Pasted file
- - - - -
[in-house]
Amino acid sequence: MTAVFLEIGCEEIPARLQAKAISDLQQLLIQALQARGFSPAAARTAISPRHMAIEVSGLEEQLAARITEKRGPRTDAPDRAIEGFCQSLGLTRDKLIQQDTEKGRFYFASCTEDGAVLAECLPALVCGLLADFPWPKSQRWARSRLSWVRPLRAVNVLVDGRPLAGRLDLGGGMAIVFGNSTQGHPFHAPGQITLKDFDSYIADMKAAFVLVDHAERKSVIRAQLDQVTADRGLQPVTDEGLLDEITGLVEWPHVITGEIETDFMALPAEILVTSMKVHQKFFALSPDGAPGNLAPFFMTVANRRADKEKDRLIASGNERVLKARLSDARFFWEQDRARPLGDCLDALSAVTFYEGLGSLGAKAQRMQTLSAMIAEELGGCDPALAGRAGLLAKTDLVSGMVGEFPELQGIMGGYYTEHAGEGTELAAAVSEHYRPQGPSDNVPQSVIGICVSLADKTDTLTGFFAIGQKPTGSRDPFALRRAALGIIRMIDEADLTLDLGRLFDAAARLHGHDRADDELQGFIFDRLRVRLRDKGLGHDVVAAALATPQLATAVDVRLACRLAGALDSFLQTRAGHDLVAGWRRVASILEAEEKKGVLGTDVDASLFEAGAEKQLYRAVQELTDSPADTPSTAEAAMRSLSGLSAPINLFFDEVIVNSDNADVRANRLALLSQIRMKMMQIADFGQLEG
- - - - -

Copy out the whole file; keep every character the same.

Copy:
[in-house]
Amino acid sequence: MTAVFLEIGCEEIPARLQAKAISDLQQLLIQALQARGFSPAAARTAISPRHMAIEVSGLEEQLAARITEKRGPRTDAPDRAIEGFCQSLGLTRDKLIQQDTEKGRFYFASCTEDGAVLAECLPALVCGLLADFPWPKSQRWARSRLSWVRPLRAVNVLVDGRPLAGRLDLGGGMAIVFGNSTQGHPFHAPGQITLKDFDSYIADMKAAFVLVDHAERKSVIRAQLDQVTADRGLQPVTDEGLLDEITGLVEWPHVITGEIETDFMALPAEILVTSMKVHQKFFALSPDGAPGNLAPFFMTVANRRADKEKDRLIASGNERVLKARLSDARFFWEQDRARPLGDCLDALSAVTFYEGLGSLGAKAQRMQTLSAMIAEELGGCDPALAGRAGLLAKTDLVSGMVGEFPELQGIMGGYYTEHAGEGTELAAAVSEHYRPQGPSDNVPQSVIGICVSLADKTDTLTGFFAIGQKPTGSRDPFALRRAALGIIRMIDEADLTLDLGRLFDAAARLHGHDRADDELQGFIFDRLRVRLRDKGLGHDVVAAALATPQLATAVDVRLACRLAGALDSFLQTRAGHDLVAGWRRVASILEAEEKKGVLGTDVDASLFEAGAEKQLYRAVQELTDSPADTPSTAEAAMRSLSGLSAPINLFFDEVIVNSDNADVRANRLALLSQIRMKMMQIADFGQLEG